As demand for part-time schedules increases among physicians, medical practices that don't offer flexibility will struggle with recruitment and retention.
A recent survey of more than 1,500 practicing physicians, asked respondents to rate the importance of factors that affect their sense of engagement in their practices.
Respect for a physician’s time, training, and talent permeated their responses. More than half of the physicians surveyed strongly agreed (with a rating of 10 out of 10) that their sense of engagement is influenced by “good work/life balance” and “a voice in how their time is structured and used.”
These ratings underscore the need for healthcare organizations to recognize each individual physician’s lifestyle needs. Offering flexibility to physicians pays off two-fold by one, increasing engagement and retention of current physicians and two, attracting new talent to the organization.
Part-Time Schedules: From Incentive to Expectation
Let’s take a closer look at why flexible scheduling is important and how you can incorporate this incentive into your recruitment package. In a 2013 survey of residents and fellows, newly trained physicians rated flexible scheduling as an important factor in their decision to accept a job offer, and half said that a better call schedule or shorter work schedule would entice them to consider a practice that is not in their preferred location.
Meanwhile, 83 percent of medical group administrators said they offer a less-than-full-time work schedule and 73 percent offer a four-day full-time work schedule, according to the American Medical Group Association and Cejka Search 2012 Physician Retention Survey.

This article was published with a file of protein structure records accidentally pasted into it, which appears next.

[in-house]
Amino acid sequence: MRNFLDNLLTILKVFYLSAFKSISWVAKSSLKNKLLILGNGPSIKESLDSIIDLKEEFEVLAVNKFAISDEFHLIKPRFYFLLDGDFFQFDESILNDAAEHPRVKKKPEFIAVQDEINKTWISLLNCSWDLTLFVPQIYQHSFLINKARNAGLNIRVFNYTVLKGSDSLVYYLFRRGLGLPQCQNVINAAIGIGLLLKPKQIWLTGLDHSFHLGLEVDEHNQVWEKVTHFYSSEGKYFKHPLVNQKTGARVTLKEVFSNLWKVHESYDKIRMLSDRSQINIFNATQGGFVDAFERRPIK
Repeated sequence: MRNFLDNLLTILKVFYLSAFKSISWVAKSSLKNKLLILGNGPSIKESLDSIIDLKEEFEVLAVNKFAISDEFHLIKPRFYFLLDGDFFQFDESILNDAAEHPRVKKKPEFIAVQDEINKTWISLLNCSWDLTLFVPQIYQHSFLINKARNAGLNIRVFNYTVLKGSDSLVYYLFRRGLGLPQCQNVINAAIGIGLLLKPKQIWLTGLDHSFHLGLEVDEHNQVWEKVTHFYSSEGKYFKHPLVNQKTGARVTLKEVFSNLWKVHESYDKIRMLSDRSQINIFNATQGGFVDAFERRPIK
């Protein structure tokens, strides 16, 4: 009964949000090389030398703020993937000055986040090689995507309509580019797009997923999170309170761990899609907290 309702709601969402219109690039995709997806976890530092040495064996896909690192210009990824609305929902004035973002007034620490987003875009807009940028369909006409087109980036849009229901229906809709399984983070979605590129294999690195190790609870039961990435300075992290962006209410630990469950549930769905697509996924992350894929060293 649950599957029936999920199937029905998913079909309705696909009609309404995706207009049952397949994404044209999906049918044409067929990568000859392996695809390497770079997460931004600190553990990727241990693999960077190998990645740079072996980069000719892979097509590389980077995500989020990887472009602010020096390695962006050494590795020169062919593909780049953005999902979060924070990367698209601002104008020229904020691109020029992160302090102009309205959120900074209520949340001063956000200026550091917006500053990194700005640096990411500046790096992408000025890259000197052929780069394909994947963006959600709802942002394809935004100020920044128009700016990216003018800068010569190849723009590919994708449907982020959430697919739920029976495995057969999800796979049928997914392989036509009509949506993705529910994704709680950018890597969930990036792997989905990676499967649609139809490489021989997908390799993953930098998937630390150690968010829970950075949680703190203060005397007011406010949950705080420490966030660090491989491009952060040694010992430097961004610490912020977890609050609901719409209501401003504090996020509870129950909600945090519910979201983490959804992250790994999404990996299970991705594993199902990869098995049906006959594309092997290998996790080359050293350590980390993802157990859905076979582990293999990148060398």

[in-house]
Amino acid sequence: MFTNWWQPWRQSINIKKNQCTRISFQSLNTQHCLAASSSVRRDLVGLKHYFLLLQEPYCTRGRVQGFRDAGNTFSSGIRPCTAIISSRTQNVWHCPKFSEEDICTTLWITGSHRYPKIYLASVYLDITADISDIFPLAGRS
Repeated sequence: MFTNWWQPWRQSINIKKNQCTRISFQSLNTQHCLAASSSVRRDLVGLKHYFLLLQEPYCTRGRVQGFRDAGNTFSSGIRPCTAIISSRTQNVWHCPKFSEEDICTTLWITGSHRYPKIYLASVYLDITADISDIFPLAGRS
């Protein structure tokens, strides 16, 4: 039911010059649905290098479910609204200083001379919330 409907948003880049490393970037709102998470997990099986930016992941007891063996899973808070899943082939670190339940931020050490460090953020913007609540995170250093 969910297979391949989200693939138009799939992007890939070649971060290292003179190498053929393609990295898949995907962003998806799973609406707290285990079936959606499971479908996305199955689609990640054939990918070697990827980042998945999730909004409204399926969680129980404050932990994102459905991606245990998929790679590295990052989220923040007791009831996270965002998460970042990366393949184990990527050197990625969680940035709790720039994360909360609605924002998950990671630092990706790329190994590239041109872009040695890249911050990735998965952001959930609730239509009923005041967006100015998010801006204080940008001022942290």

So, more and more physicians are expecting this incentive, and therefore more groups are offering it. With physician shortages and difficult-to-fill positions, there is a war for top talent - can you afford to ignore the demand for flexible part-time schedules?
How Can I Make Part-Time Schedules Work for My Practice?
At the same time, you must balance the needs of your practice and patients with the needs of candidates. Making it a win-win for both parties is the ideal situation. In order to make any scheduling policies work, first establish clear work expectations for part-time physicians.
Determine in advance how you will schedule part-time physicians, how they will be compensated and how they will be expected to handle administrative responsibilities. For example, will you recruit for a set schedule in order to supplement high-volume patient days, or will physicians decide which days they will work? Also consider whether overhead expenses will be divided equally among part-time and full-time physicians, or if compensation will be adjusted based on a physician’s schedule.
By establishing these policies and expectations, all stakeholders - including candidates, current physicians, patients and the practice itself - can maximize their success with part-time physician schedules.
Many people are struggling with this issue - are there are any innovative ideas that you have implemented that you’d be willing to share with others? How do you balance the needs of the practice with the needs of part-time physicians?